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The Atala hairstreak butterfly ranges across the Caribbean and reaches the northern extent of its range in southeast Florida. The caterpillars and adults of this species display red and/or yellow coloration, advertising their toxicity with bright colors. The larvae only eat coontie cycad plant leaves, so when coonties declined from harvesting and habitat destruction during the 19th and 20th centuries, these beautiful butterflies suffered a similar fate.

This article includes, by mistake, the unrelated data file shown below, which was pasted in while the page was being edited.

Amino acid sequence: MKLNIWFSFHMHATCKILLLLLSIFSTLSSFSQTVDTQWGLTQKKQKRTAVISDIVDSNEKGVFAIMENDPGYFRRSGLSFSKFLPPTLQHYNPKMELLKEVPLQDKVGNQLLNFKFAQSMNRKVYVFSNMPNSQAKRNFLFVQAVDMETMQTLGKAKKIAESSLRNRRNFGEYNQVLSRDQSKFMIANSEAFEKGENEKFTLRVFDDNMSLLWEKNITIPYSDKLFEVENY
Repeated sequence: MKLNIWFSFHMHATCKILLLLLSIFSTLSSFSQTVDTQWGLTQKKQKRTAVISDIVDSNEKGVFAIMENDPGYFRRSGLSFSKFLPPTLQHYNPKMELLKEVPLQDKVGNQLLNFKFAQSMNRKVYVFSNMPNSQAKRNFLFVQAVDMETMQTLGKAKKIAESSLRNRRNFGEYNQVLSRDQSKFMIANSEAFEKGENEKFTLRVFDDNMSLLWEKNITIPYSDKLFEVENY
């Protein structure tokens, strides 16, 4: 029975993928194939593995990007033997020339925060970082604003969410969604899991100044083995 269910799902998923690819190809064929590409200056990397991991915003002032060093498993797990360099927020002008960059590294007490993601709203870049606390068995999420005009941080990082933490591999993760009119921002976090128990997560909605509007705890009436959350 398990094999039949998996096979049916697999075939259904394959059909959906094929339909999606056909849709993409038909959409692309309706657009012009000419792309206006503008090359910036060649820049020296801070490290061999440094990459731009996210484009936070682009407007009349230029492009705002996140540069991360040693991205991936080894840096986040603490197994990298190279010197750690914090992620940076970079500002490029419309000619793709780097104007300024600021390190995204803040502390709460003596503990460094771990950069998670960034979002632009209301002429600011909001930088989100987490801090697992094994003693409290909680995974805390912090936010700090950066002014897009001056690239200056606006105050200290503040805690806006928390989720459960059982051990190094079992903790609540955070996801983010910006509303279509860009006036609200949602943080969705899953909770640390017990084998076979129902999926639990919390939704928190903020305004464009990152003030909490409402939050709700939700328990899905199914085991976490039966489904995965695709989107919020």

The Floridian Atala hairstreak subspecies was thought to be extinct for almost twenty years.

In the last half-century, however, the coontie cycad has risen in popularity as a landscape ornamental and the Floridian Atala population rebounded. They are now locally abundant in Miami-Dade, Broward, and Palm Beach counties. We may love colorful butterflies, but we’ll lose them unless we protect the plants they rely on for food.